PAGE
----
Dear Ma and Pa,
I am well. I hope you are too.
Tell Walt and Elmer that the U.S. Army beats working for old man Doggett by a mile. They oughta join up quick before all of the places are taken.
I was restless at first because you got to stay in bed till nearly 6 a.m., but I am getting so I like to sleep late. All you got to do before breakfast is straighten up your bunk and shine some things. No hogs to slop, feed to pitch, mash to mix, wood to split, fire to lay … practically nothing.
We go on “route marches,” which the sergeant says are long walks to harden us. If he thinks so, it’s not my place to tell him different. A route march is about as far as to our mailbox at home. Then the city boys get sore feet and we all ride back in trucks.
I keep getting medals for shooting. I don’t know why. The bull’s-eye is near as big as a chipmunk’s head, and it don’t move, and it ain’t shooting back at you. All you got to do is lie there all comfortable and hit it. You don’t even load your own cartridges. They come in boxes.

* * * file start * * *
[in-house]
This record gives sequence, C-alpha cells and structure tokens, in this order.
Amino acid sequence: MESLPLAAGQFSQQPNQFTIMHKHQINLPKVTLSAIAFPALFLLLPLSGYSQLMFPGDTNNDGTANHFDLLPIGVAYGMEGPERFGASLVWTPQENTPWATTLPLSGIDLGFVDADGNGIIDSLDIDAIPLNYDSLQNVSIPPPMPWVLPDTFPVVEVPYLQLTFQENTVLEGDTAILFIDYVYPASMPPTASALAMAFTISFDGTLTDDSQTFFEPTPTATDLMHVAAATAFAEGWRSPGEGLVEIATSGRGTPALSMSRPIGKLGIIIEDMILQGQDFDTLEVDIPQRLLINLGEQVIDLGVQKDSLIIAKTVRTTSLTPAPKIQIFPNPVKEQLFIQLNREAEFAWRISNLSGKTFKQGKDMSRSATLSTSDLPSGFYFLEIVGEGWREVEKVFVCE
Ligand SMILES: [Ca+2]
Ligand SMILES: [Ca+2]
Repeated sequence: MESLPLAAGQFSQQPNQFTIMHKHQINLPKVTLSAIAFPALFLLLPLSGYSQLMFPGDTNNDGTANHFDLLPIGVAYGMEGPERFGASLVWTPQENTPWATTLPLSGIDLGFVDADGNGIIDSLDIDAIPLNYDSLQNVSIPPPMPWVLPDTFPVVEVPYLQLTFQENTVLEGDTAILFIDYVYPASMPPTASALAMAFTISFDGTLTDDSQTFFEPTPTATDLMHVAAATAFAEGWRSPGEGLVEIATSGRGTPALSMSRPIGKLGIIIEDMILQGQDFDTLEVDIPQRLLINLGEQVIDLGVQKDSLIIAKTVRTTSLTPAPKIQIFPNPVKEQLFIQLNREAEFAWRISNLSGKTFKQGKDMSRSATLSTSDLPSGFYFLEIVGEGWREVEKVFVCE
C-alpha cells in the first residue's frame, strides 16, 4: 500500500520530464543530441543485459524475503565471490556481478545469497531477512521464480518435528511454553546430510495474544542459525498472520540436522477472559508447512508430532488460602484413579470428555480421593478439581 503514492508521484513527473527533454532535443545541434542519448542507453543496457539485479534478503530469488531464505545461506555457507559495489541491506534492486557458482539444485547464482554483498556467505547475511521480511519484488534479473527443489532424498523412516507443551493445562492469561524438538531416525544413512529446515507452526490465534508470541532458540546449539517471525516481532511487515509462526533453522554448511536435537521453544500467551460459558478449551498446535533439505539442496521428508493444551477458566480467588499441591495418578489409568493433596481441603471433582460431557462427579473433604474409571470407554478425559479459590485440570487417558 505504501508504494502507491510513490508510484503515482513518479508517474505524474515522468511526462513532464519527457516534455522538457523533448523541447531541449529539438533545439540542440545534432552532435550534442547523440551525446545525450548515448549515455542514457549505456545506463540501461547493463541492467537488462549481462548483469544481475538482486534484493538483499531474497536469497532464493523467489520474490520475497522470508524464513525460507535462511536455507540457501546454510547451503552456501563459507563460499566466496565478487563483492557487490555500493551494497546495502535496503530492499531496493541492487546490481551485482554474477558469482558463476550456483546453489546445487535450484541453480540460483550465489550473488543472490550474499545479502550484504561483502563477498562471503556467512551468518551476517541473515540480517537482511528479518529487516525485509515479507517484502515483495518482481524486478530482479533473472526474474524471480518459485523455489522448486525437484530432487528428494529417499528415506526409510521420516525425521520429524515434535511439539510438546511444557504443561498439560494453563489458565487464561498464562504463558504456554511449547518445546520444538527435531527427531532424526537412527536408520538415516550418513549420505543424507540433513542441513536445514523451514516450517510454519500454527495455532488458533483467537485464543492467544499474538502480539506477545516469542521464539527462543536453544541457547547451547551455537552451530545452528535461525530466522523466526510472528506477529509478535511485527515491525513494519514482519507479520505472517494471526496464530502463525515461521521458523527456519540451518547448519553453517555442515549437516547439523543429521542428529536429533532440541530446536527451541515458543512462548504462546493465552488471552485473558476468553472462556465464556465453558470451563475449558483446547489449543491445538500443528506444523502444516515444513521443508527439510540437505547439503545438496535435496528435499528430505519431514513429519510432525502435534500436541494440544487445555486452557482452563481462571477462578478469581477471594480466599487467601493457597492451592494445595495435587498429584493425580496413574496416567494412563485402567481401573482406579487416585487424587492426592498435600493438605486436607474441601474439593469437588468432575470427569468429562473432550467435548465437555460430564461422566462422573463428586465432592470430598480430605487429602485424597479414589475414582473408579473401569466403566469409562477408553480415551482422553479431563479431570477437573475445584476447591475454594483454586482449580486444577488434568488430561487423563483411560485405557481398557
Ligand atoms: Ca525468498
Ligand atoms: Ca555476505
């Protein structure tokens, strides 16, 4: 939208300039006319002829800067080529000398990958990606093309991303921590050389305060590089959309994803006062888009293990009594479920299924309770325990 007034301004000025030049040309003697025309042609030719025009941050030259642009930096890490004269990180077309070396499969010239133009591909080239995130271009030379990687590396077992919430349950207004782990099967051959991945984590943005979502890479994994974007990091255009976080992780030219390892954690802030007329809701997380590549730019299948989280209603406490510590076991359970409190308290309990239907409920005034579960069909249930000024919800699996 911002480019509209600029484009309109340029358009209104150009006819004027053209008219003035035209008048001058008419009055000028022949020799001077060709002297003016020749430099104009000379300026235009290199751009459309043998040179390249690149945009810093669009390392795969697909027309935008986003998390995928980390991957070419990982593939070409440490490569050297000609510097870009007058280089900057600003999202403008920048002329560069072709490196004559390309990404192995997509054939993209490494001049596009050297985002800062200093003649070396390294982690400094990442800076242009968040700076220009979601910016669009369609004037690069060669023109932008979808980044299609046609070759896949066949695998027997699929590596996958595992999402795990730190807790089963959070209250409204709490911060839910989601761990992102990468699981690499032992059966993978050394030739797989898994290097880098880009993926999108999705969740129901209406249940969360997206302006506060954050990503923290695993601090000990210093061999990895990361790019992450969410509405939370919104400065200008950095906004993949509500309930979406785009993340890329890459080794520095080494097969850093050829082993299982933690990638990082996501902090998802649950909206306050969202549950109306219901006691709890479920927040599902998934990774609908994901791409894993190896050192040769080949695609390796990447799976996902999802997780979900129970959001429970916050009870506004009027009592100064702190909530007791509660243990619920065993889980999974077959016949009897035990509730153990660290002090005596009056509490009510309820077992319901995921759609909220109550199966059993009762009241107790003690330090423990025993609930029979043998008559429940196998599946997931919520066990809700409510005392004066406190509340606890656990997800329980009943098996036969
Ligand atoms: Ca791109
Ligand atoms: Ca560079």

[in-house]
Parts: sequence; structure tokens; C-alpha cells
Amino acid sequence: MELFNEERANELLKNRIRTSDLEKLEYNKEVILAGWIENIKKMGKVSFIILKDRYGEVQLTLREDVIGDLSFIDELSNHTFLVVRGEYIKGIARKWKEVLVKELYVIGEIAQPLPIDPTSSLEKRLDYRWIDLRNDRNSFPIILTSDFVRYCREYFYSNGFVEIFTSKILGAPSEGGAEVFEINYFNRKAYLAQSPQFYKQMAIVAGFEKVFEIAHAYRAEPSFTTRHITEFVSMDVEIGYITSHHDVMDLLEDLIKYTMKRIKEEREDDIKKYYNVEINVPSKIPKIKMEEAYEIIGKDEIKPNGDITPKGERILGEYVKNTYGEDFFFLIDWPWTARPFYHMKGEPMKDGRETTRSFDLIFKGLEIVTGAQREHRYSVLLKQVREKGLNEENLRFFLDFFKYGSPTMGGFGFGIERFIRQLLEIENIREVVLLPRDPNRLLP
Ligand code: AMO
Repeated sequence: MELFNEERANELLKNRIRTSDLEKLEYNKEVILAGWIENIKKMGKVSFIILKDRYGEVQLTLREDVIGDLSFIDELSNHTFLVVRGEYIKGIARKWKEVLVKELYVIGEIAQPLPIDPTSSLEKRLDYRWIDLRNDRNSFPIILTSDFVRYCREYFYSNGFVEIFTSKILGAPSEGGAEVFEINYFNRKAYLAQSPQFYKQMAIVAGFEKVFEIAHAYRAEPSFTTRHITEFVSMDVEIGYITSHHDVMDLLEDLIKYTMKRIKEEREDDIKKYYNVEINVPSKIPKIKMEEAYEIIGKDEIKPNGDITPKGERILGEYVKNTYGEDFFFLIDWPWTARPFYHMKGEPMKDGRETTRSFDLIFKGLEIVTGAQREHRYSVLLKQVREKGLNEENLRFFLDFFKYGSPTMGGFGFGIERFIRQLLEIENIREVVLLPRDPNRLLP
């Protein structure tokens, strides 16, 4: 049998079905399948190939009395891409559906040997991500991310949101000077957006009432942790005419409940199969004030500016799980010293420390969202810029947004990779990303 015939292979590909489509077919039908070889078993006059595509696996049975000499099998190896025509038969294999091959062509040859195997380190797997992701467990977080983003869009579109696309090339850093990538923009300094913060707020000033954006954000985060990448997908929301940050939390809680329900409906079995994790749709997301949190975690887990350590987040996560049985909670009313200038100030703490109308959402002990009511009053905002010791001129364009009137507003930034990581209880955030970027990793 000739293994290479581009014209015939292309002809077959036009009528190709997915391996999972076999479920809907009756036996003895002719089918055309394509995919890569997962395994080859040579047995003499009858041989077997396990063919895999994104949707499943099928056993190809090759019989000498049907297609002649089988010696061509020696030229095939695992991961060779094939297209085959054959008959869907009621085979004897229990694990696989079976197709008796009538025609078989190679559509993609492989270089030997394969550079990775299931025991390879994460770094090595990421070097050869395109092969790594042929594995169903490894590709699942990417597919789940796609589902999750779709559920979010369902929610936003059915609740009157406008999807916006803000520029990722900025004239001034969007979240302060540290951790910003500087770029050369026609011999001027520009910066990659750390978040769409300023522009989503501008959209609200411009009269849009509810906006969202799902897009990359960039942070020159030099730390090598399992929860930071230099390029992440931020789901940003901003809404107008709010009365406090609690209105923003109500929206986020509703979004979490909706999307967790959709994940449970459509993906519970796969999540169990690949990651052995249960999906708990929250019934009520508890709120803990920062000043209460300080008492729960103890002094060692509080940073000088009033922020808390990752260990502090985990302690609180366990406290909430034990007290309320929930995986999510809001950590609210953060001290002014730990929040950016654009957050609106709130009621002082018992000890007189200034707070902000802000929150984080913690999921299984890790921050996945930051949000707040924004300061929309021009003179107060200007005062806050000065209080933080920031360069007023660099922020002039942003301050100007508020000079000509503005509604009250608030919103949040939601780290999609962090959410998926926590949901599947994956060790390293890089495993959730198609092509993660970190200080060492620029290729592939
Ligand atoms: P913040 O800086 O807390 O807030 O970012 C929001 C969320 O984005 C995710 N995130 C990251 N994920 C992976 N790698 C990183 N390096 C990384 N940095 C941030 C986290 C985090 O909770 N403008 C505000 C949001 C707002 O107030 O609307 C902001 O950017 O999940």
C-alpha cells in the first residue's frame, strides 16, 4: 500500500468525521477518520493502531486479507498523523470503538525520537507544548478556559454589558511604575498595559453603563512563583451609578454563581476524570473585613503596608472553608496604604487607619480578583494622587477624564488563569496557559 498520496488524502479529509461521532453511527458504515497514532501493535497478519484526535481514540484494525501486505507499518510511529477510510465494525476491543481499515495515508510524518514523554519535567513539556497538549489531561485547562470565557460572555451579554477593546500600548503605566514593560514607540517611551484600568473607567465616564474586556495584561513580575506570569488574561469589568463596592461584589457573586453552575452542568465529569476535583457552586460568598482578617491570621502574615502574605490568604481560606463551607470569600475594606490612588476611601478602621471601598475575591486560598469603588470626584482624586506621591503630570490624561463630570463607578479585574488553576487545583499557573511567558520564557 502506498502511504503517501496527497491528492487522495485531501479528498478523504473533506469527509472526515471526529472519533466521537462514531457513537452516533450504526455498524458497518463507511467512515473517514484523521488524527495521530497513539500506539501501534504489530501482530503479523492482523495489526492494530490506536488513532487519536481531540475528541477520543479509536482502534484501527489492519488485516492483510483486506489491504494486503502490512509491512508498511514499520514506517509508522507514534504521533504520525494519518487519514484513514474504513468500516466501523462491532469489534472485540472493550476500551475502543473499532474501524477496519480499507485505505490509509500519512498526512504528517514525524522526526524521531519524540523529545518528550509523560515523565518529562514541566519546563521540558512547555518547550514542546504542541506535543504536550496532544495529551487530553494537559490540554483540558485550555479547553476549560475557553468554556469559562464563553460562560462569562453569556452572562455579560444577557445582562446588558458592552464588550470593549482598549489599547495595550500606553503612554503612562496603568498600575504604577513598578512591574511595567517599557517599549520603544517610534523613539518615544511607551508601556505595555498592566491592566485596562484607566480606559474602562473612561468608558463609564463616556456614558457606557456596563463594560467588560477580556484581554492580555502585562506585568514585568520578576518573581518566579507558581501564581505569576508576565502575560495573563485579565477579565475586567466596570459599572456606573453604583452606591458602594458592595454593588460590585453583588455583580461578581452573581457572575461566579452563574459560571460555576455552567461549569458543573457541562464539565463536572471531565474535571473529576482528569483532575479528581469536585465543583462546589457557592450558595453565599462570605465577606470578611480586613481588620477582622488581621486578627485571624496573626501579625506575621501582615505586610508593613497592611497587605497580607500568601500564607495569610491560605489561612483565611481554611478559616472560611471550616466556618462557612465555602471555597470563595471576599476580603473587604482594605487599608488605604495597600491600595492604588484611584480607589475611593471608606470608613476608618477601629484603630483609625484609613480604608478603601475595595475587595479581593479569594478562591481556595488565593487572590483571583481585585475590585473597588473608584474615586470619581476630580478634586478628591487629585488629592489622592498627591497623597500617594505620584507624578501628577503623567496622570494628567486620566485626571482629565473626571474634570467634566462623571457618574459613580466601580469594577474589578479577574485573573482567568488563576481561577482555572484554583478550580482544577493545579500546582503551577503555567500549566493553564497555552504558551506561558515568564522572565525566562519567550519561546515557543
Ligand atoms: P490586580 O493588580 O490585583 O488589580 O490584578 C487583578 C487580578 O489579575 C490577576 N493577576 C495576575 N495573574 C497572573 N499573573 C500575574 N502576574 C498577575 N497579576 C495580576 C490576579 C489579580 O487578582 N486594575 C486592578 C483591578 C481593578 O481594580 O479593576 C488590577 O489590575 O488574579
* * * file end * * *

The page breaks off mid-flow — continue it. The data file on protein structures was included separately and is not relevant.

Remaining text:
We have something they call hand-to-hand combat training, where I get to wrestle with them city boys. I have to be careful cause they break easy. It ain’t like fighting with that old bull at home. I’m about the best they got in this, except for that Buck Jordan from over in Moonshine Gulch. I only beat him once. He joined up the same time as me, but I’m only 5’6″ and 140 pounds and he’s 6’8″ and near 280 pounds dry.
Tell Walt and Elmer to hurry and join up before other fellers get onto this setup and come stampeding in!
Your loving daughter,